Working -- Script for Automatically delete a registry key when someone logs on

Posted on 2004-04-16
Last Modified: 2010-04-13
we have ghosted 60 HDDs with XP and rolled out to users. We have a windows 2k server and have one domain called VBI
Unfortunately our CA - Etrust virus software needed a seperate SID to work correctly via the anti virus admin console so we have to go round to each machine and delete a particular registry key

I thought there must be a better way. If we set up a group in Active Directory called "ETRUST" and add users to this group can we write a script ( i cant) that will delete the key in the registry of the computer that they log onto). I'd remove the people once they've done this.

Can anyone help with the script. I've heard of something called kixscripts but wouldn't know how to put this together.
Question by:chrismichalczuk

Expert Comment

ID: 10845482
You can do this using ONLY native commands using NTCmdLib.cmd, the Expert NT/2K/XP/K3 Command Library from

This library provides three commands for Registry Keys.


The syntax, in a shell script, would be

   CALL \\Server\ReadOnlyShareName\NTCmdLib.cmd /Init /Quiet
   SET "DeleteKey=HKEY_LOCAL_MACHINE\Software\YourKey"
   %.Call% /Unload


Replace "\\Server\ReadOnlyShareName\" with a commonly available share point for all the subject machines.
Replace "HKEY_LOCAL_MACHINE\Software\YourKey" with the complete registry path to the key you want to delete.


            This is a VERY DANGEROUS command!  Be careful and
             MAKE SURE that you have set the DeleteKey variable to
             the correct key.  The subject key, including any subkeys
             and all data will be immediately and irrevocably deleted.


The Expert Library provides over 400 such commands using ONLY what is available in a default installation of Windows NT4SP6a, 2000, XP and Server 2003.

More info at (
LVL 83

Accepted Solution

oBdA earned 50 total points
ID: 10846598
Do yourself a *big* favor and leave that registry patching path you're on. Your machine deployment was wrong from the very beginning, and you need to correct this as soon as possible. That will clear out the business with your antivirus software as well.
After ghosting a machine for deployment, you *have* to run Sysprep, if you don't want to run into further problems like you're experiencing now. In your case, go to each machine, remove it from the domain, run sysprep, reboot, finish the mini setup wizard (or provide an answer file).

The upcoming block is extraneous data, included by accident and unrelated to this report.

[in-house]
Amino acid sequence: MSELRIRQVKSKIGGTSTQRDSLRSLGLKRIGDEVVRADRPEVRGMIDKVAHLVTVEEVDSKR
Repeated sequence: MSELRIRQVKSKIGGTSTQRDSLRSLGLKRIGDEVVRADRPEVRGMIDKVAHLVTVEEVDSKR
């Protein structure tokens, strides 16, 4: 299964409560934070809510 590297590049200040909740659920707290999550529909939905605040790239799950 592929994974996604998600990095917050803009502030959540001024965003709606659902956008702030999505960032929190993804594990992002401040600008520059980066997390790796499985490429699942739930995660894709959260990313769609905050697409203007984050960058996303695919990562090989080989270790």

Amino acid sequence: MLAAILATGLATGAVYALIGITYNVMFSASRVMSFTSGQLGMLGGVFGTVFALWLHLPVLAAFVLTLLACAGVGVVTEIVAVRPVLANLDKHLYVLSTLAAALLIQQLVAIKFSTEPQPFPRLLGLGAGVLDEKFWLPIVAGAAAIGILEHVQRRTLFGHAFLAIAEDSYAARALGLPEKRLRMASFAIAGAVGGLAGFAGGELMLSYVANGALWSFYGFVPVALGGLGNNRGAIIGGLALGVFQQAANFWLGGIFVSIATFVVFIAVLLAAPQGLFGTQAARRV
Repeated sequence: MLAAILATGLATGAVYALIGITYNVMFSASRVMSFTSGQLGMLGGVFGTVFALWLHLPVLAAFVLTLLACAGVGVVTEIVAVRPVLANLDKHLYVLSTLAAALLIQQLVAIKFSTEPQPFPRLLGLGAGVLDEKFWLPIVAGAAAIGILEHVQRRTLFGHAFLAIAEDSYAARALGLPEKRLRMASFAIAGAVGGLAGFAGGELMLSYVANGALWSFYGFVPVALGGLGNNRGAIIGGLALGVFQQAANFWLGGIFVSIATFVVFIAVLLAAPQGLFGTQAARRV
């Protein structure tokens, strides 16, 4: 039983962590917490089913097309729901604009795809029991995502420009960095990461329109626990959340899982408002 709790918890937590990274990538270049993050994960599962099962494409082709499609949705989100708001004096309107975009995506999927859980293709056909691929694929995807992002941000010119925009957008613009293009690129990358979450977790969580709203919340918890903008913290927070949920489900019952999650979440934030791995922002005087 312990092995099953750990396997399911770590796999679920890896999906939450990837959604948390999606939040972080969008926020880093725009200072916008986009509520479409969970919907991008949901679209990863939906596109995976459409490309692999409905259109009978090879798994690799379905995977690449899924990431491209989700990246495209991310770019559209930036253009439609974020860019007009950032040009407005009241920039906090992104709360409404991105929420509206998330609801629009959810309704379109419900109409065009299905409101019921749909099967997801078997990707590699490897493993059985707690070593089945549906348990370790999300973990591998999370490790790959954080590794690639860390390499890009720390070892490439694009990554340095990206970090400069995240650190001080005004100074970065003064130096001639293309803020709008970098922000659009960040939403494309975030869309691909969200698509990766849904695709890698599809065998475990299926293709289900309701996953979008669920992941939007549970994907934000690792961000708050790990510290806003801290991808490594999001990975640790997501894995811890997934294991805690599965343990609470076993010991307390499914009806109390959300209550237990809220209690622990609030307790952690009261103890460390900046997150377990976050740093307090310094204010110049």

How to Use Sysprep: An Introduction

Windows XP Service Pack 1 Deployment Tools

Expert Comment

ID: 10846813
at the command prompt type reg /?

you could use reg delete in a standard dos batch script.
LVL 95

Expert Comment

by:Lee W, MVP
ID: 12295337
No comment has been added to this question in more than 21 days, so it is now classified as abandoned..
I will leave the following recommendation for this question in the Cleanup topic area:
Accept dean_dodd's comment as answer

Any objections should be posted here in the next 4 days. After that time, the question will be closed.

EE Cleanup Volunteer
LVL 83

Expert Comment

ID: 12332000
First off, I don't want to step on anyone's toes here, and this is certainly not about the points either (as far as I'm concerned, this question can be PAQed with no points refunded), but even though dean_dodd's and jzanette's answer might have been what chrismichalczuk asked for, this is definitely not what he needs.
Manipulating the registry to get a software running that wouldn't work due to an *incorrectly* *installed* operating system is treating a symptom, not the cause; talk about applying heavy make-up to treat measles. Ghosting an NT4/W2k/XP installation without running sysprep will not only lead to software issues like the one described, it will in addition lead to a complete loss of Microsoft's support for these machines.

The Microsoft Policy Concerning Disk Duplication of Windows XP Installations

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